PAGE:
Location of Repository

An exploration of trainee clinical psychologists' experiences of engaging with psycho spiritual issues in clinical practice

By Jayne Mills

Abstract

Purpose: The purpose of the research was two-fold: to determine the provision of religious and spirituality teaching within UK Clinical Psychology training courses and to explore the experiences of trainee clinical psychologists engagement with psycho-spiritual constructs in clinical practice. \ud Method: Two studies were conducted. A preliminary survey involved a questionnaire survey of UK Doctorate in Clinical Psychology courses to determine the provision of religious and spiritual teaching currently provided. A qualitative study involved a semi-structured interview of third-year trainee clinical psychologists to explore their experiences of engaging in psycho-spiritual constructs in clinical practice. \ud Results: Preliminary survey: Inconsistent findings were noted. Courses varied in the time allocated to religious and spirituality teaching, ranging from no teaching to two-and-half days over the three year course. Curriculum content also varied, with an inconsistency of opinion of what should be included in teaching. Qualitative study: Interviews were analysed using Interpretative Phenomenological Analysis. Five super-ordinate themes emerged; provision of religious and spirituality training, trajectory of clinical practice, locus of control, existential issues and personal religion and spirituality ideology. \ud Conclusion: Whilst many studies support the integration of religion and spirituality in clinical practice (Post & Wade, 2009; Knox et al., 2005) to date, there is little change in the training of clinical psychologists. Recommendations are suggested to influence change at organisational, academic and clinical levels

Publisher: University of Leicester
Year: 2010
OAI identifier: oai:lra.le.ac.uk:2381/8593

Suggested articles

Preview

Citations

  1. (2006). A home study-based spirituality education program decreases emotional distress and increases quality of life – a randomised controlled trial. doi
  2. (2004). Addressing religion in clinical supervision: A model. doi
  3. (2003). Advances in the conceptualisation and measurement of religion and spirituality. doi
  4. (1997). An exploration of the concept of spirituality.
  5. (1967). Articles included in the review
  6. (2009). Association (2002a). Ethical Principles of Psychology and Code of Conduct. Retrieved from the World Wide Web on 22nd
  7. (2001). Clinical Psychology and religion: A survey of attitudes and practices of clinical psychologists in South east England. Unpublished doctoral dissertation.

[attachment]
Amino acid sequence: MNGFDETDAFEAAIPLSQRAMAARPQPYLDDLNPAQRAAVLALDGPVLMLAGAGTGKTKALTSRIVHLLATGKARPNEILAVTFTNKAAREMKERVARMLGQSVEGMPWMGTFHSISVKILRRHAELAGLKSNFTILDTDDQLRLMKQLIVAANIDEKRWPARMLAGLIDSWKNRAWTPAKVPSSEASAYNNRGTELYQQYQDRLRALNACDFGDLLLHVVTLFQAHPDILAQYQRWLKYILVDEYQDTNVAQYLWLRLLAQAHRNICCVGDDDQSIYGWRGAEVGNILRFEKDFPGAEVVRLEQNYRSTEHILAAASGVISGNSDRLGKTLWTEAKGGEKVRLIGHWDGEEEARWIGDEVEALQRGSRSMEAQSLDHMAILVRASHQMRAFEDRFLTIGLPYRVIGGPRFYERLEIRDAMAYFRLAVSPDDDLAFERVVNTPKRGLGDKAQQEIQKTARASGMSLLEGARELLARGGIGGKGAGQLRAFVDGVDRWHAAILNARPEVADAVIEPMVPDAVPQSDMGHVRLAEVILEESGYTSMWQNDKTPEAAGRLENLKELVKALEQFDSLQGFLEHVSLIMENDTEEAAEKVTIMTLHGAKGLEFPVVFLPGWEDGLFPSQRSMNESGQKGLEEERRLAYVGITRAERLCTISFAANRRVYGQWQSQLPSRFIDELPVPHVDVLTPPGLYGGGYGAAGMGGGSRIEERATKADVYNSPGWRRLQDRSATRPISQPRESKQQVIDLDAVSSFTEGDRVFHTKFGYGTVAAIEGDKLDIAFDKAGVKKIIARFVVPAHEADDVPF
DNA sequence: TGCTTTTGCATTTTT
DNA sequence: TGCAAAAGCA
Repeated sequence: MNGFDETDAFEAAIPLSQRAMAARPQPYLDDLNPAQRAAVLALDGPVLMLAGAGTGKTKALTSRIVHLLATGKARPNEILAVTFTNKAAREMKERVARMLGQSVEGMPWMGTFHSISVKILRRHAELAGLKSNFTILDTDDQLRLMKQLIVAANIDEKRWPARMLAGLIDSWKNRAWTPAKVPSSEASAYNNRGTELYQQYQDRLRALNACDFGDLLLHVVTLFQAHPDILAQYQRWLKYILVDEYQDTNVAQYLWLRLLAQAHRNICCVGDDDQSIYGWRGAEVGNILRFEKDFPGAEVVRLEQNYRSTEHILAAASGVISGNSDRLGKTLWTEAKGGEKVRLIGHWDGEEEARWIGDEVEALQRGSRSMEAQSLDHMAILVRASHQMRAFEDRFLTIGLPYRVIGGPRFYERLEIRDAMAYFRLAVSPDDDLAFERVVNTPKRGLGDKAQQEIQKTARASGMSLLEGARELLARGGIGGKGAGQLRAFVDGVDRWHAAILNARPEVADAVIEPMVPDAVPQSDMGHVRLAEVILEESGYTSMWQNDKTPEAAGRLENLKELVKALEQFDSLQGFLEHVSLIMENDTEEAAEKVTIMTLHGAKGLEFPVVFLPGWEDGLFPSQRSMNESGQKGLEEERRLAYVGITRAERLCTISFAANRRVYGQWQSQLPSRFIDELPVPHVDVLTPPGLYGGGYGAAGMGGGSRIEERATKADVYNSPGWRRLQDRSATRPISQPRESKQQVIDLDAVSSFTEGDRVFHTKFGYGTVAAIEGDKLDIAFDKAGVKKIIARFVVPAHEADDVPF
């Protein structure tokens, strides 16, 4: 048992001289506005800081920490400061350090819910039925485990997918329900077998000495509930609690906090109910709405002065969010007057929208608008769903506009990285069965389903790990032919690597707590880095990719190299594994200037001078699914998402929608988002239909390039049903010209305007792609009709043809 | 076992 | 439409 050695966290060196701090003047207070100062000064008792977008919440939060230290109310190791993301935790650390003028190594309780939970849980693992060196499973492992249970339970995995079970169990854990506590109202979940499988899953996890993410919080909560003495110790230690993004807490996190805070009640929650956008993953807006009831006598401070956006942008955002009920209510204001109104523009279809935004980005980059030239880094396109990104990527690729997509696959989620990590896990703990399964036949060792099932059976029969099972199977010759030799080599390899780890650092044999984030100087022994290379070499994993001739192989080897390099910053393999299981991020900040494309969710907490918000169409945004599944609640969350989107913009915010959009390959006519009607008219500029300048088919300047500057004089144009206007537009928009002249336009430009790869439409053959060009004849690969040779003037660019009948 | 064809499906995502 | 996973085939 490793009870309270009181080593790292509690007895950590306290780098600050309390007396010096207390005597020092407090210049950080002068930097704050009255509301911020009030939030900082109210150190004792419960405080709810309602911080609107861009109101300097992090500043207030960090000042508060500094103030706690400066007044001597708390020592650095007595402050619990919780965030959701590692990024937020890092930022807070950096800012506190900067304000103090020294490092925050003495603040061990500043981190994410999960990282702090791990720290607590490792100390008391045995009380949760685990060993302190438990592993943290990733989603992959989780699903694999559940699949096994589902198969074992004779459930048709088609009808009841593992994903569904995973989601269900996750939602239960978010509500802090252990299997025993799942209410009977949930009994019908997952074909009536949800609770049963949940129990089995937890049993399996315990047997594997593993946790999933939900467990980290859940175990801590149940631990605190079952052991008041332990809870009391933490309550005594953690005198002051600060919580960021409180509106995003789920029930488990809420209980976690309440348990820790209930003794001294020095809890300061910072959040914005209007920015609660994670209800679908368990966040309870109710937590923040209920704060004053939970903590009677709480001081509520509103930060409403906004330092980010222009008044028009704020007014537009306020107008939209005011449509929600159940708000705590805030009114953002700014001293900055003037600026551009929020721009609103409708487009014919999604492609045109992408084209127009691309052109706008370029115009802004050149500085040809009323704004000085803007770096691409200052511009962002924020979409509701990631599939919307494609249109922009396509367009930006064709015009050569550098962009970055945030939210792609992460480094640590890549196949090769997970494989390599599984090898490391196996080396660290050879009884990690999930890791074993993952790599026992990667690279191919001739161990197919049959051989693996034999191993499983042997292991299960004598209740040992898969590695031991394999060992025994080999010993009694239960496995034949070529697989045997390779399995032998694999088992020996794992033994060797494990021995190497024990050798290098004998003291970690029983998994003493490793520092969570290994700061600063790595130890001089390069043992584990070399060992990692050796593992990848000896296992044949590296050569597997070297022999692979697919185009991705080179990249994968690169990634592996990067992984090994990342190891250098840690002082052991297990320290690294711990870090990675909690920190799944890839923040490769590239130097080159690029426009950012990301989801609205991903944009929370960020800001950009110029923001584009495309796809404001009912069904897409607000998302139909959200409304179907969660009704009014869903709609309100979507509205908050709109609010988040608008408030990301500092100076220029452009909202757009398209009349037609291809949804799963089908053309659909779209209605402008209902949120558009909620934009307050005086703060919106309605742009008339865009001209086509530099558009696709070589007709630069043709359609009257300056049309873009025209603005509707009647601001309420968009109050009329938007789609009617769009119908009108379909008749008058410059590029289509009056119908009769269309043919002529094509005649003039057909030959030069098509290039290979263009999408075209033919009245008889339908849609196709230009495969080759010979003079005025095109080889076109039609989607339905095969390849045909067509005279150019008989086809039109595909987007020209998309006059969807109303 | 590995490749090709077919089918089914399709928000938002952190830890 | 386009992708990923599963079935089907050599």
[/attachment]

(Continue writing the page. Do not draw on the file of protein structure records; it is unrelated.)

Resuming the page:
8. (2008). Clinician-assessment of Cultural and Spiritual Competency: Working with Asians and Asian Americans. doi
  9. (2008). Clinicians self-assessment of Cultural and Spiritual Competency: Working with Asians and Asian Americans. doi
  10. (2009). Code of ethics
  11. (2004). Examining connections between values and practice in religiously committed UK clinical psychologist.
  12. (2006). Giving voice and making sense in interpretative phenomenological analysis. doi
  13. (1931). Ideas: General introduction to pure phenomenology. London: Allen and Unwin doi
  14. (2006). Integrating spiritual assessment into psychiatric inpatient unit.
  15. (2006). Integrating spirituality into training: The spiritual issues in supervision scale. doi
  16. (2009). Interpretative phenomenological analysis. Theories methods and research. doi
  17. (1990). Intrinsic-Extrinsic Religious Orientation: The boon or bane of contemporary psychology of religion. doi
  18. (1997). Keeping faith.: The provision of community mental health services within a multi-faith context. London: Sainsbury Centre for Mental Health
  19. (2006). Mental Health Foundation doi
  20. (2000). Psychodynamic and Religious?' doi
  21. (2009). Psychotherapy with religious and spiritual clients: An Introduction.
  22. (2000). Qualitative research in health care. London: doi
  23. (1993). Religion and the Individual: A Psycho-social Perspective. doi
  24. (2001). Religion, faith and mental health outcomes.
  25. (2002). Religious and Spiritual Issues in Counseling Psychology Training. The Counseling Psychologist, doi
  26. (2002). Religious and Spiritual Issues in Counselling Psychology Training. The Counseling Psychologist, doi
  27. (2007). Religious and spiritual issues in Psychotherapy practice: Training the trainer. doi
  28. (1998). Religious attitudes and practices of hospitalized medically ill older patients. doi
  29. (2000). Religious involvement and mortality: A meta-analytic review. doi
  30. Society (2008b). Committee on Training in Clinical Psychology. Criteria for the Accreditation of Post Graduate Training Programmes in Clinical Psychology.
  31. (1999). Spiritual beliefs and the search for meaning among older adults following partner loss. doi
  32. (2001). Spirituality and Mental Health Care. Rediscovering the forgotten dimension. London: doi
  33. (1988). The role of reflexivity in feminist psychology. doi
  34. (2002). Training and education in religion/spirituality within APA accredited clinical psychology programs. doi
  35. (2002). Training and education in religion/spirituality within APA-accredited clinical psychology programs. doi
  36. (2008). Use of religious and spiritual interventions by trainees in APA-accredited Christian clinical psychology programs. doi
  37. (2006). What is good qualitative research? A first step towards a comprehensive approach to judging rigour/quality. doi
  38. (2008). With feeling: Writing emotion into counselling and psychotherapy research. Counselling doi

To submit an update or takedown request for this paper, please submit an Update/Correction/Removal Request.